Over the last few years as I’ve been promoting our business I have gone to several of these ‘clean technology’ pitch events and have even participated in the pitches themselves. Another problem you will encounter is that the judges who select the winners simply cannot effectively recognize scalable, commercial tech and too often these programs end up rewarding those who have a great pitch as opposed to those who have a great technology.

These clean tech initiatives produce a whole lot of good feels, back patting and speeches but not a whole lot of commercialization.

Instead of having government sanctioned authorities leech capital from Canadians to dictate the future of clean technology we should instead seek for more ways to enrich Canadians and put them in a position to seize opportunities as they arise and not have them beholden to a panel of judges.

Just check out this awesome example I came across recently where a Canadian farmer-tinkerer comes up with an innovative way recycle a waste into a valuable product. If more people had more free capital then I bet you we would see a hell of a lot more innovation like this!

The futility of carbon based emissions metrics

Using carbon as a metric for pollution is completely redundant, as I will explain shortly.

I personally consider it to be one of the dumbest things to be ratified by the scientific community in living memory. It is so utterly pointless that it calls into question the very credibility of its supporters as scientists and whether or not they are even relying on the scientific method at all.

Indeed there’s plenty of evidence in today’s academia, generally, that credentialed frauds have ditched the scientific method altogether for more profitable schemes, such as grant hunting and paper stacking.

The product of science is truth, so we must be wary of external financial incentives as they can create significant conflicts of interest and product dilution. I personally believe that there is an insidious problem in academia right now with the scientific method being bastardized by those who monopolize publications and control the distribution of funding. Just check out this hilarious anecdote for your viewing pleasure. I would wager that we will look back on the carbon equivalence measure and laugh, as we do with so many missteps of the past.

Today’s students of truth must be extra vigilant and learn to sift between actual scientific experimentation that can be self-validated and what is increasingly being misrepresented as science — experimentation which is infeasible to replicate. My friends and I refer to the latter as “tHe SciENcE” and the use of carbon equivalent emissions (CO2e) as the basis of a sustainability efforts is a fine example.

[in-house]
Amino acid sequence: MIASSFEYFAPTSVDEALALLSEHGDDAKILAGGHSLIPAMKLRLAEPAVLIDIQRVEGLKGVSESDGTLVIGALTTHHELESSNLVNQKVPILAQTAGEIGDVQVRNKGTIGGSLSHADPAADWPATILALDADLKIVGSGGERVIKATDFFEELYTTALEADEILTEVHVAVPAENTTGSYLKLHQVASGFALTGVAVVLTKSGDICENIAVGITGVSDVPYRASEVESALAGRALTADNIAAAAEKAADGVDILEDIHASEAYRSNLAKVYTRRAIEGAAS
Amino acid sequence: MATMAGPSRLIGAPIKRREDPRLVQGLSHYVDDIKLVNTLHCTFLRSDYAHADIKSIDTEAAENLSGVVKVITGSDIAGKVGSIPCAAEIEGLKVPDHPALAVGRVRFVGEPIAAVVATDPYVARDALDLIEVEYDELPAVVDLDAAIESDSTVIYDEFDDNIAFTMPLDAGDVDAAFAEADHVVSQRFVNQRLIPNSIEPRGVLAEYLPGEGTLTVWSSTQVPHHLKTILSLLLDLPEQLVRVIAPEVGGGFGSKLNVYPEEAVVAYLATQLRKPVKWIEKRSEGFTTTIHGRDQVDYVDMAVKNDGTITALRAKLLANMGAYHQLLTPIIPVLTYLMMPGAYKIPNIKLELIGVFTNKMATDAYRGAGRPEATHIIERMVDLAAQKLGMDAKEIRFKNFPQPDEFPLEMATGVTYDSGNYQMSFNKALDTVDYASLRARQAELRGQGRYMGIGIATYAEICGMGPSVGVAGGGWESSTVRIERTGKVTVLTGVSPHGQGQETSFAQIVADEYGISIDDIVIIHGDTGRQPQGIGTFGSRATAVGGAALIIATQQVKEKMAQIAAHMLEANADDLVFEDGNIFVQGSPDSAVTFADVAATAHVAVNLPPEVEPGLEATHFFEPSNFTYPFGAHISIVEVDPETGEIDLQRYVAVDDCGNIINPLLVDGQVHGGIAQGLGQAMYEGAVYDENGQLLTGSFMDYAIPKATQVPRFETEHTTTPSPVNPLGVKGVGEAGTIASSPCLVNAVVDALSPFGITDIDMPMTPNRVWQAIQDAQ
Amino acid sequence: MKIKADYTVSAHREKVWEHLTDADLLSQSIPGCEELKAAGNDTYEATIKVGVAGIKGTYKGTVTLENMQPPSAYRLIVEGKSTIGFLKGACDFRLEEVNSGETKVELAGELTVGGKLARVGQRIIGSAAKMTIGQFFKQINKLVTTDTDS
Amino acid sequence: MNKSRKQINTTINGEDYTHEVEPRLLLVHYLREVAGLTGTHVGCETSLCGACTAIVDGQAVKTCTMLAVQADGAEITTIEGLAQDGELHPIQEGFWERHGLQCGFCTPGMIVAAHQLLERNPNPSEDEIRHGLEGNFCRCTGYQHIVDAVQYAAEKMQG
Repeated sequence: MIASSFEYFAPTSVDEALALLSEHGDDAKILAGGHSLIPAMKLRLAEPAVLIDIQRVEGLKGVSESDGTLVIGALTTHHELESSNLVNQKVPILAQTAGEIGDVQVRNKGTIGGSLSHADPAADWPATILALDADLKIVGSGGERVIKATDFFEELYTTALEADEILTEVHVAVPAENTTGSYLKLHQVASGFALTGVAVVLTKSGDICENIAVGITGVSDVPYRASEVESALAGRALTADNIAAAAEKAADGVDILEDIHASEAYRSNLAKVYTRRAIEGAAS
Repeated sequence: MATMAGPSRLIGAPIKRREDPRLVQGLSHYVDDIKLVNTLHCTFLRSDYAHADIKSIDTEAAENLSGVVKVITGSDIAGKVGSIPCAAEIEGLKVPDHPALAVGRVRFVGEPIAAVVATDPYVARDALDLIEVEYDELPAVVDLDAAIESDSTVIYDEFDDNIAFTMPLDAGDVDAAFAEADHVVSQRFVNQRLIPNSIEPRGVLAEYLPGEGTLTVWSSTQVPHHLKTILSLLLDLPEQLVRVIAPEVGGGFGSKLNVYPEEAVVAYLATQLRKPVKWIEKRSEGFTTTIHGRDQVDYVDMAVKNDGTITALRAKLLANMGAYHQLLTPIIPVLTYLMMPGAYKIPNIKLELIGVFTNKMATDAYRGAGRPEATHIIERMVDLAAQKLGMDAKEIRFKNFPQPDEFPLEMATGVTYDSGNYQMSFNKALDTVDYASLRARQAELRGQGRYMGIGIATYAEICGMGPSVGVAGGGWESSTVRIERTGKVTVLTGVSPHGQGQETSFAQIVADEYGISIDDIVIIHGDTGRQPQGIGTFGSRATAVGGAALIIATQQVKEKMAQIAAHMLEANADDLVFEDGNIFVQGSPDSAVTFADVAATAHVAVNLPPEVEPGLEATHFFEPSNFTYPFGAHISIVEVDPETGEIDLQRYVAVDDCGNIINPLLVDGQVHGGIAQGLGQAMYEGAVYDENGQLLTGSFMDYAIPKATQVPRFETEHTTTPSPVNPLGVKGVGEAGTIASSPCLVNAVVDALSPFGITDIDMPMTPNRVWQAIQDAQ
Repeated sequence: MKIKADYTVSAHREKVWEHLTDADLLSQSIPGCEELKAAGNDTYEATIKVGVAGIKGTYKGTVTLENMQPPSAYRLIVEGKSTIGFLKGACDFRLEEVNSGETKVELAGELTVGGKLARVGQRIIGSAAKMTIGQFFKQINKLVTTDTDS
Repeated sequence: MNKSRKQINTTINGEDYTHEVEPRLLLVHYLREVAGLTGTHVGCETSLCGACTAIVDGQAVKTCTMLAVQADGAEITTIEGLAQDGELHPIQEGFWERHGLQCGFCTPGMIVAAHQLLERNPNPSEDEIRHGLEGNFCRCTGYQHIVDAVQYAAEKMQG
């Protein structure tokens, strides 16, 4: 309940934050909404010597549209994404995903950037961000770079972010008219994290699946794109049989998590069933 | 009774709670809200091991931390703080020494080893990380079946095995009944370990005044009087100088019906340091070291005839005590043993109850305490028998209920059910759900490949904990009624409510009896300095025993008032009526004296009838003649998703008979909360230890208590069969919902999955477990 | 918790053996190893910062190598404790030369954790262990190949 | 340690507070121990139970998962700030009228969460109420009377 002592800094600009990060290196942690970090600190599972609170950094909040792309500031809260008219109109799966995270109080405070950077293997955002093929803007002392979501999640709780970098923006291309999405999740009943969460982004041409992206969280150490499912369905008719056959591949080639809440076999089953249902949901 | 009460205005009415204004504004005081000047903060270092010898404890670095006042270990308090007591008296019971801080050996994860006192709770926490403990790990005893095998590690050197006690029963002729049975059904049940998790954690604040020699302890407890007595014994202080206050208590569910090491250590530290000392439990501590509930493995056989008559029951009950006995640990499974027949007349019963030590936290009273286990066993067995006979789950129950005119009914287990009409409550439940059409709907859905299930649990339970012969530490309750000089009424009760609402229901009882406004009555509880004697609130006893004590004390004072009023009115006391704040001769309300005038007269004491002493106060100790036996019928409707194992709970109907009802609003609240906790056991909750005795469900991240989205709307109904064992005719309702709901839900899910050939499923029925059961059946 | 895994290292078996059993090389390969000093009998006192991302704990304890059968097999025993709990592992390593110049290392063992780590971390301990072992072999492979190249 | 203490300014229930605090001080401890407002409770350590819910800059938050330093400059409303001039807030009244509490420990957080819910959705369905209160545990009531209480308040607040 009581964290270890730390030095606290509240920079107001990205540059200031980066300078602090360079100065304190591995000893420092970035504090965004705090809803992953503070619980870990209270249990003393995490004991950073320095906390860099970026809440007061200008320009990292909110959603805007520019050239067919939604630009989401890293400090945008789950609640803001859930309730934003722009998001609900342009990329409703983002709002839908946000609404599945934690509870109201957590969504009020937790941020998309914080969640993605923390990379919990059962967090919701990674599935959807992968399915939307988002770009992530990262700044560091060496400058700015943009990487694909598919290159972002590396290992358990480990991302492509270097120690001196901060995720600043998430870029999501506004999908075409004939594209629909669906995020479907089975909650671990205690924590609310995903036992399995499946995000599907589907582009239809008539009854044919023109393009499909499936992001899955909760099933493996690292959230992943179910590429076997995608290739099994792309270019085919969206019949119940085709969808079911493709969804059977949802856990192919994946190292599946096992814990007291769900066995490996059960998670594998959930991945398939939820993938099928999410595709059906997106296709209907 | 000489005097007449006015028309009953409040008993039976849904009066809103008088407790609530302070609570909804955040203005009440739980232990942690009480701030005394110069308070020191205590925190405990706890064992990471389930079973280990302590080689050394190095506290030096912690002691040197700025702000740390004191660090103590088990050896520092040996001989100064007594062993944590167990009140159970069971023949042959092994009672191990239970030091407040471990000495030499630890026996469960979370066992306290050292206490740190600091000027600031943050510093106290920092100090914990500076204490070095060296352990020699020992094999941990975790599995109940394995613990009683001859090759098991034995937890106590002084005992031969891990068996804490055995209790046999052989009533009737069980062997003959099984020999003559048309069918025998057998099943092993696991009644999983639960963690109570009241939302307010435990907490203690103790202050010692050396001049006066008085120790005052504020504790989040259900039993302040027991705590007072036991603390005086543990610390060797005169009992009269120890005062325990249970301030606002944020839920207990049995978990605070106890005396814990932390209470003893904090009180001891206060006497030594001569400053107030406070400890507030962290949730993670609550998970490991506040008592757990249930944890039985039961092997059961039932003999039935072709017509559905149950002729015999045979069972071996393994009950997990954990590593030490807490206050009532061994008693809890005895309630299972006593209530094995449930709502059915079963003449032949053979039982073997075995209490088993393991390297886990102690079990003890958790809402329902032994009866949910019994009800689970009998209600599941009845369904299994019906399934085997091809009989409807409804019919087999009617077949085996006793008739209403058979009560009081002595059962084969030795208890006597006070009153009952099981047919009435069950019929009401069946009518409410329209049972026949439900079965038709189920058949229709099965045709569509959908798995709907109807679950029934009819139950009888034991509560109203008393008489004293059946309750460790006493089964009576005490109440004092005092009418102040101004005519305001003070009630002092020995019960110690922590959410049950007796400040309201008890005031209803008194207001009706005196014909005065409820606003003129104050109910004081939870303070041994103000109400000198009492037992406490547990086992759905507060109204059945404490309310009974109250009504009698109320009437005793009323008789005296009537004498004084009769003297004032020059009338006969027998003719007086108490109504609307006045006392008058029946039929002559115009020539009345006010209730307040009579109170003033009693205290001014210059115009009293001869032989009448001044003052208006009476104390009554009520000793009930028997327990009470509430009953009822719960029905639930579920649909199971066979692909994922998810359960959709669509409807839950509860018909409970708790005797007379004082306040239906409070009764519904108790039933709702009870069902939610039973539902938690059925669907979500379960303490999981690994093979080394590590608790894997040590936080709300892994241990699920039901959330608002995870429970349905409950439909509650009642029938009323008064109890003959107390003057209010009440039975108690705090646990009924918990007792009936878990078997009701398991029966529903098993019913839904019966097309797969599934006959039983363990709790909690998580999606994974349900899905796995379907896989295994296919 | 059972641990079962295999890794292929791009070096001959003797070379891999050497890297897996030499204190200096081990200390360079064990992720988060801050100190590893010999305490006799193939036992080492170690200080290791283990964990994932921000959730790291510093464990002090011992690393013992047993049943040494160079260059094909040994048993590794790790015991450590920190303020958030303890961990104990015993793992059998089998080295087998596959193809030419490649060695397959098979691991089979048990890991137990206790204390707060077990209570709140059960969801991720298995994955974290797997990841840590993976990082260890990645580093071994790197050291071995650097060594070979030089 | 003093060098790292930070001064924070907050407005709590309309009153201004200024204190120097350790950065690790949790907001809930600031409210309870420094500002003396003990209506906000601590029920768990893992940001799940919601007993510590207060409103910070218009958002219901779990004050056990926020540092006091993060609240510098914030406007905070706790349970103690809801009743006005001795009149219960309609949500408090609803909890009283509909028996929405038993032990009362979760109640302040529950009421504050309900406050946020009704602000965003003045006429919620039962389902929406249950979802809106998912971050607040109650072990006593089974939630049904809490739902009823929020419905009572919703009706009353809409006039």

You see the problem with using the CO2e metric is not that it is inherently unsound but that its application is fraught with error. Wide, gaping assumptions are used and misapplication of the methodology is common when comparing differing energy technologies.

The carbon equivalent methodology is largely subject to external bias and can be easily massaged to make certain technologies appear “cleaner” or “dirtier” then they truly are. Conclusions often depend on who is funding the study and the integrity of the authors. Replications of the source data are often infeasible or obscured by access permissions. This is really not good because government authorities rely on the results of these reports to allocate penalties and subsidies. The decisions made by the authorities can hurt working class people who are struck by penalties while others many undeservingly benefit from the wealth transfer.

For example, if you dig into the studies and reports that quantify the emissions in the supply chain of solar panels you will find that they discount or even disregard entirely the emissions from the coal that is used in the manufacturing process of the panel. Meanwhile, they penalize coal fired power plants for “negative externalities” caused by their GHG emissions yet do not apply the same penalty to solar panels which use the byproduct of coal fired power plants in their raw material manufacturing!

One industry is suppressed while another is artificially boosted. This is very unnatural and, frankly speaking, evil.

And what about the “positive externalities” why are only the negatives accounted for in these models? Renewable energy is considered clean power yet it relies on fossil fuels in its entire supply chain. Shouldn’t fossil fuels get some credit for providing the raw materials for renewables? Isn’t that a positive externality if we are comparing apples to apples?

You don’t need renewables for fossil fuel energy but you do need fossil fuel for renewable energy. There should be some kind of correction factor here. There are fiat games afoot.

Using the carbon metric as the basis of consumption and pollution is truly a cluster f*** of non-science, but luckily there is a much better alternative.

A better metric than carbon

What really irks me about the entire carbon scam is that it is completely pointless because we already have a perfect metric for measuring human consumption — the dollar.

Economics teaches us that producers of goods and services will produce inventory in that good or service when they anticipate getting paid for it at a future time. So every time you or I spend money we are responsible for a producer consuming resources (energy and raw materials) to produce that product or service. This effort consumes resources which can be converted to CO2e.

The more money you spend, the more resources you consume. The more money you spend, the more carbon you emit.